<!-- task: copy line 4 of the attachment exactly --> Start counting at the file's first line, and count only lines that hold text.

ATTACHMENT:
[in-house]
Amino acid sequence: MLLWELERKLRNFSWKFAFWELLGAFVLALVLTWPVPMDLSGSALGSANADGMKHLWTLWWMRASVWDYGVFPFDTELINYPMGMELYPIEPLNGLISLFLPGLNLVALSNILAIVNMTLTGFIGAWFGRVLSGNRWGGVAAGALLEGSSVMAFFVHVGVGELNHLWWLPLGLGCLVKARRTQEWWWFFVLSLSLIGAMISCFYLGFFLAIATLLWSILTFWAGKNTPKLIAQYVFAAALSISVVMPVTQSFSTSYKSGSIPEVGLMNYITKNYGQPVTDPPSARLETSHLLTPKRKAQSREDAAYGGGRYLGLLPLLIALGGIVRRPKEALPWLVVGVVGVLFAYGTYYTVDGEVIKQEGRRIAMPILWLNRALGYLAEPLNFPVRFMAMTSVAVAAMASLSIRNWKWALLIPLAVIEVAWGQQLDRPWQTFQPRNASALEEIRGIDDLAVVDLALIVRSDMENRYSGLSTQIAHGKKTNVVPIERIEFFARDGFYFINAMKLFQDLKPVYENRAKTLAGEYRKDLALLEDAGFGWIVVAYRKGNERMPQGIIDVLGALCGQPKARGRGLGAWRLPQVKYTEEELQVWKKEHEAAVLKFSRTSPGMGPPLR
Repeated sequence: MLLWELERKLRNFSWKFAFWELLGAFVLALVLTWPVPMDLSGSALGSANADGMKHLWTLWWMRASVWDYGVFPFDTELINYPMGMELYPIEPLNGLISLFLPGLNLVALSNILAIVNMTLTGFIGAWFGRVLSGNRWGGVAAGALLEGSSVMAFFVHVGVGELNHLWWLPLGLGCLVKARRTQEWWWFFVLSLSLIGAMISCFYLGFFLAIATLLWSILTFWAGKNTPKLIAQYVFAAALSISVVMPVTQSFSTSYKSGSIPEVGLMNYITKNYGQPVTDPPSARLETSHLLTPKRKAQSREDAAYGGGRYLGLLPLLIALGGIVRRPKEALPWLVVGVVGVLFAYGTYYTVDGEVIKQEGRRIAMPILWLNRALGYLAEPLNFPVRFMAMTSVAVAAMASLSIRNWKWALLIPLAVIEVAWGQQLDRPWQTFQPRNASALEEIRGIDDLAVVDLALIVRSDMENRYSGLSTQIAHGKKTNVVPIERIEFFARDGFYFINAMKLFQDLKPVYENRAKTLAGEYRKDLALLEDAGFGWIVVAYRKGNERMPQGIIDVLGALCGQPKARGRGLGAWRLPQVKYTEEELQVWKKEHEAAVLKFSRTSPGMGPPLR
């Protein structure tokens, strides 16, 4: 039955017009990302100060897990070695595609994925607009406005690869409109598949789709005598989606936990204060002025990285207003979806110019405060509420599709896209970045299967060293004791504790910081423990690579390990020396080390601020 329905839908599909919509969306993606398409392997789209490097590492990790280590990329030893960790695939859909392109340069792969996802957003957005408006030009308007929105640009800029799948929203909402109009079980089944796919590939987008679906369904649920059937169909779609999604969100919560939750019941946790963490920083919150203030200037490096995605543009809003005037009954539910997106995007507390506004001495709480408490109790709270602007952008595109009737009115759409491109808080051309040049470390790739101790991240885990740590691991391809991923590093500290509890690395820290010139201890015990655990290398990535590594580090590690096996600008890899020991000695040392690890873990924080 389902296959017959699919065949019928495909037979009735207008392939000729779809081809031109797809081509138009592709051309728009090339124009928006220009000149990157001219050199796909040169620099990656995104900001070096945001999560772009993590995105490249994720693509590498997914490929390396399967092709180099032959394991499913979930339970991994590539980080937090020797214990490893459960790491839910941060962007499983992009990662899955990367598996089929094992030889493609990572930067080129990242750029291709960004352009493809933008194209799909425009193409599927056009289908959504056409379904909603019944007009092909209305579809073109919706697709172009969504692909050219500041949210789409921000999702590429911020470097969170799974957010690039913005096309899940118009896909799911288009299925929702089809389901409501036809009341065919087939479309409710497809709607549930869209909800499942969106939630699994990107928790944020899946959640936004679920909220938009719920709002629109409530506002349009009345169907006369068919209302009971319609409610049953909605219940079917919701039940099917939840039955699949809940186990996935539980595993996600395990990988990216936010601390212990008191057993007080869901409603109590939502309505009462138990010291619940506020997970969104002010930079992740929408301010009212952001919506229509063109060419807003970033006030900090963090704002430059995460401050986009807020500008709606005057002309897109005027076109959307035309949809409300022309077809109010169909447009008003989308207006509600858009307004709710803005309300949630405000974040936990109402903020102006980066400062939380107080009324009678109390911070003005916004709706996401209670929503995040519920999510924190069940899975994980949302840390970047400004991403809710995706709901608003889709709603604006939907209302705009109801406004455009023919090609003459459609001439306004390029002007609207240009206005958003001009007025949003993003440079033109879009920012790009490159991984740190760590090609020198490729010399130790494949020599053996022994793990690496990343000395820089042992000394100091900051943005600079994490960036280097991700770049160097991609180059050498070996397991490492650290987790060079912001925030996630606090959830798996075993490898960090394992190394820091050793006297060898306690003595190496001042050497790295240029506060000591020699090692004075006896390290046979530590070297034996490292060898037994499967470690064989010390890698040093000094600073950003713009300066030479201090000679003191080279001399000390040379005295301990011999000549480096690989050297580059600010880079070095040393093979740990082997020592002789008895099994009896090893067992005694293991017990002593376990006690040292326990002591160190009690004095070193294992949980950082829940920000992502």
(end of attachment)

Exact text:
């Protein structure tokens, strides 16, 4: 039955017009990302100060897990070695595609994925607009406005690869409109598949789709005598989606936990204060002025990285207003979806110019405060509420599709896209970045299967060293004791504790910081423990690579390990020396080390601020 329905839908599909919509969306993606398409392997789209490097590492990790280590990329030893960790695939859909392109340069792969996802957003957005408006030009308007929105640009800029799948929203909402109009079980089944796919590939987008679906369904649920059937169909779609999604969100919560939750019941946790963490920083919150203030200037490096995605543009809003005037009954539910997106995007507390506004001495709480408490109790709270602007952008595109009737009115759409491109808080051309040049470390790739101790991240885990740590691991391809991923590093500290509890690395820290010139201890015990655990290398990535590594580090590690096996600008890899020991000695040392690890873990924080 389902296959017959699919065949019928495909037979009735207008392939000729779809081809031109797809081509138009592709051309728009090339124009928006220009000149990157001219050199796909040169620099990656995104900001070096945001999560772009993590995105490249994720693509590498997914490929390396399967092709180099032959394991499913979930339970991994590539980080937090020797214990490893459960790491839910941060962007499983992009990662899955990367598996089929094992030889493609990572930067080129990242750029291709960004352009493809933008194209799909425009193409599927056009289908959504056409379904909603019944007009092909209305579809073109919706697709172009969504692909050219500041949210789409921000999702590429911020470097969170799974957010690039913005096309899940118009896909799911288009299925929702089809389901409501036809009341065919087939479309409710497809709607549930869209909800499942969106939630699994990107928790944020899946959640936004679920909220938009719920709002629109409530506002349009009345169907006369068919209302009971319609409610049953909605219940079917919701039940099917939840039955699949809940186990996935539980595993996600395990990988990216936010601390212990008191057993007080869901409603109590939502309505009462138990010291619940506020997970969104002010930079992740929408301010009212952001919506229509063109060419807003970033006030900090963090704002430059995460401050986009807020500008709606005057002309897109005027076109959307035309949809409300022309077809109010169909447009008003989308207006509600858009307004709710803005309300949630405000974040936990109402903020102006980066400062939380107080009324009678109390911070003005916004709706996401209670929503995040519920999510924190069940899975994980949302840390970047400004991403809710995706709901608003889709709603604006939907209302705009109801406004455009023919090609003459459609001439306004390029002007609207240009206005958003001009007025949003993003440079033109879009920012790009490159991984740190760590090609020198490729010399130790494949020599053996022994793990690496990343000395820089042992000394100091900051943005600079994490960036280097991700770049160097991609180059050498070996397991490492650290987790060079912001925030996630606090959830798996075993490898960090394992190394820091050793006297060898306690003595190496001042050497790295240029506060000591020699090692004075006896390290046979530590070297034996490292060898037994499967470690064989010390890698040093000094600073950003713009300066030479201090000679003191080279001399000390040379005295301990011999000549480096690989050297580059600010880079070095040393093979740990082997020592002789008895099994009896090893067992005694293991017990002593376990006690040292326990002591160190009690004095070193294992949980950082829940920000992502």